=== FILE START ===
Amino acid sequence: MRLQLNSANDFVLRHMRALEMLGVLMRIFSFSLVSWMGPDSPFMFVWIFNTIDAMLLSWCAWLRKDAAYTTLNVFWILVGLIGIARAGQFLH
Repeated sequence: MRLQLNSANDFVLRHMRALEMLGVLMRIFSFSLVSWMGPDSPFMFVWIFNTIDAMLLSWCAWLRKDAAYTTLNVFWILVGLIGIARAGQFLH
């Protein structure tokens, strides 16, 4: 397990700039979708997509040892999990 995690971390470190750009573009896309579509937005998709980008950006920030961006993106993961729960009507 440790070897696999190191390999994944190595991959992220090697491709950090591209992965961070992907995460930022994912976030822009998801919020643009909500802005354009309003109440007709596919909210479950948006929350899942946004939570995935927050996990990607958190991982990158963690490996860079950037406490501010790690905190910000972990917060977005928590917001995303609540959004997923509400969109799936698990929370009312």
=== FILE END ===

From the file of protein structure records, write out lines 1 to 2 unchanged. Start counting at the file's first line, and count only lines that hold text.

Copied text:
Amino acid sequence: MRLQLNSANDFVLRHMRALEMLGVLMRIFSFSLVSWMGPDSPFMFVWIFNTIDAMLLSWCAWLRKDAAYTTLNVFWILVGLIGIARAGQFLH
Repeated sequence: MRLQLNSANDFVLRHMRALEMLGVLMRIFSFSLVSWMGPDSPFMFVWIFNTIDAMLLSWCAWLRKDAAYTTLNVFWILVGLIGIARAGQFLH